Being Challenged

I am thankful for the opportunity to be challenged, being “forced” to stretch my comfort zones. And I am thankful for the opportunity to help challenge others in a similar fashion. It really rocks to be able to do both at the same time! That’s what mentoring is all about for me.

One of “my” students made a pretty bold, potentially controversial post to Facebook not too long ago, linking to another site that posted opposing views. I was glad to see some glimmer of sound logical process in the views this student posted. Disagreed with several points, but that’s ok. What I’m more interested in is the thinking process that’s developing. I’ve asked this student for an opportunity to get together to dig deeper into that process, look at the argument pro/con in greater detail, looking at the underpinnings, the hidden & not so hidden agendas and trying to filter out as much of the heated rhetoric (aka flame wars) as possible to do so.

I really hope the challenge is accepted. What I like most is that this student is asking some really good questions and that’s the fire I want to feed. I believe in many things (as do we all) and one of them is the Sacredness of Questioning Everything. (Shout out to David Dark for his book with this title. I highly recommend it.) I also believe that there Are Answers to these Questions and I know Who has them. I almost wish He would make the answers a bit easier to get to. Almost. The joy is in the journey, most of the time, and the reward is all the sweeter, the summit vista all the more beautiful for a challenging climb to the top to see it.

 

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On Being Challenged

I am thankful that I am being challenged, forced outside my current comfort zones, given the opportunity to grow.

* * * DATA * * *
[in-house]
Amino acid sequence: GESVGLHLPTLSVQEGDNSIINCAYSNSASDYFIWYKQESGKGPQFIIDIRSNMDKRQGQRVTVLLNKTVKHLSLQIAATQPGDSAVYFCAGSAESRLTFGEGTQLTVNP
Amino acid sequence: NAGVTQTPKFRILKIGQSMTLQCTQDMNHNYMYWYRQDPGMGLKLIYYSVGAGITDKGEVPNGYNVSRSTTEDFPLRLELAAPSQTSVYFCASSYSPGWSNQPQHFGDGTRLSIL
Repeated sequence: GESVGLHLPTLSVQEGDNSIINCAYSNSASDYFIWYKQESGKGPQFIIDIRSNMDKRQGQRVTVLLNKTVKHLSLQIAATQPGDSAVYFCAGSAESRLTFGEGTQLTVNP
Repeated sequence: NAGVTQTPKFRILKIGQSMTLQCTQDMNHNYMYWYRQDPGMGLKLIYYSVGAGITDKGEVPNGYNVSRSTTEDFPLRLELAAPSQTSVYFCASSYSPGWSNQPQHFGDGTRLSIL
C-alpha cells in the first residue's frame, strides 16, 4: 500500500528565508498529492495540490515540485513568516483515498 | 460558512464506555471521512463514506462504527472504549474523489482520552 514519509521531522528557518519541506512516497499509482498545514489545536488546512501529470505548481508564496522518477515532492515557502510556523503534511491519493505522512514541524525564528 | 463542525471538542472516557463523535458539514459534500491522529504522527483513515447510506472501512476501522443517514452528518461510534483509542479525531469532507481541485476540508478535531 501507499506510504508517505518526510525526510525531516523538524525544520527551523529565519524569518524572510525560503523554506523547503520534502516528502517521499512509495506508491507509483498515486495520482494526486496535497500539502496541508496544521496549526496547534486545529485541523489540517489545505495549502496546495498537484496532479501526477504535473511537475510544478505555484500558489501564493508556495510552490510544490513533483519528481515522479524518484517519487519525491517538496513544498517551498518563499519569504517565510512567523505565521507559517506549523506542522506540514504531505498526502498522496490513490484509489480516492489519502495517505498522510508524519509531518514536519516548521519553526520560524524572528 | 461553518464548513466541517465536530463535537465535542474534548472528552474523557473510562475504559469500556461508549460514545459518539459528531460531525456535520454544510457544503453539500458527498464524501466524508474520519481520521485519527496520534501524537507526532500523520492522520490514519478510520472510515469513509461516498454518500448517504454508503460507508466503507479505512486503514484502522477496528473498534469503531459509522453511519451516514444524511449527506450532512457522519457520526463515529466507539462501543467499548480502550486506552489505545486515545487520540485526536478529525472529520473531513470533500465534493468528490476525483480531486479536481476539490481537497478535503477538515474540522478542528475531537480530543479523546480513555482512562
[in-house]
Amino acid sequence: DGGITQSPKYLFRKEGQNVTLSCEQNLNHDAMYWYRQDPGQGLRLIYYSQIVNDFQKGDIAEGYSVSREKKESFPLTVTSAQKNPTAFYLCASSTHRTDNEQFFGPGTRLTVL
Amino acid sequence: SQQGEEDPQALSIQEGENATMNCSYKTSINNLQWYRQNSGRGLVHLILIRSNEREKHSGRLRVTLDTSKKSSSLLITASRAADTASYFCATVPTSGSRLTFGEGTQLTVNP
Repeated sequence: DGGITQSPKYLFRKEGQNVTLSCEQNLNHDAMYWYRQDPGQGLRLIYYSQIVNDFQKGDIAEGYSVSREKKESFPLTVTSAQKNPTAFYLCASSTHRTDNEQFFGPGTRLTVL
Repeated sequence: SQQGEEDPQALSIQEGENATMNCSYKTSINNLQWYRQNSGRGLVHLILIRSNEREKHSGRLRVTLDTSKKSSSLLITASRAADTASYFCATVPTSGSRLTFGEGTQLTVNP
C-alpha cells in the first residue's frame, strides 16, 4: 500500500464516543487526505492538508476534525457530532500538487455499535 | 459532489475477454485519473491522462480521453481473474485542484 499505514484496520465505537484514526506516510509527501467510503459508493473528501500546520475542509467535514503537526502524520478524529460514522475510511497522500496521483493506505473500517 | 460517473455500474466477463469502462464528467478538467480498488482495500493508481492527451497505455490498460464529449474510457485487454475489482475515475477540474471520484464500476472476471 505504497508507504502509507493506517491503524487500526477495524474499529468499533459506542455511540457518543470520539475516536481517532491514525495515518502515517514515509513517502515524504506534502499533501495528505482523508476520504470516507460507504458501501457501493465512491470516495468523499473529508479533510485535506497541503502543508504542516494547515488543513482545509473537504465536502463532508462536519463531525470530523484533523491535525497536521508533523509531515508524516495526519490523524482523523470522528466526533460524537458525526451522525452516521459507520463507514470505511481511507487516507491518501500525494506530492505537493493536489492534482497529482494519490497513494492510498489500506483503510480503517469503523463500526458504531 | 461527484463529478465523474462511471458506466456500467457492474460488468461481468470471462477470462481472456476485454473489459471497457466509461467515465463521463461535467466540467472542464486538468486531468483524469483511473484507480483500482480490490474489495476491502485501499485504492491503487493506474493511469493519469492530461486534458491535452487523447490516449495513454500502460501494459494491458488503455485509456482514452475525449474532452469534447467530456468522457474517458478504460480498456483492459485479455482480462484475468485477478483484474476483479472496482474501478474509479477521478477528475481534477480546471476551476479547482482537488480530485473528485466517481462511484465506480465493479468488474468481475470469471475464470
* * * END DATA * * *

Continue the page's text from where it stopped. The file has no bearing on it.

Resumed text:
I serve as a community Chaplain, focusing on youth. I have been involved in Scouting for years. The two interests merged when I began teaching the Protestant Religious Awards program (formerly called God and Country)–this year I am teaching the high school level class called God and Life.

I have literally decades of working with youth: as a Scout leader, youth leader, youth pastor, high school teacher, mental health therapist…and have primarily focused on the guys. After all, I is one. I’ve been where they are. I understand the little derlin’s.

Not so much with the gals. There are days I am convinced men and women are not at all the same species, but rather some kind of sci-fi symbionts.

And when it comes to teaching Bible related stuff, theology, ethics, language, whatever,  I’ve always had students that had some religious/spiritual/philosophical background.

This time, I am blessed with a single student in this session, a girl who is as close to a tabla rasa as I have ever even heard of, let alone has in my classroom. She doesn’t have any church background, doesn’t know any Bible stories…I’ve never run into that before. There’s nothing “traditional” from which to start, on which to build.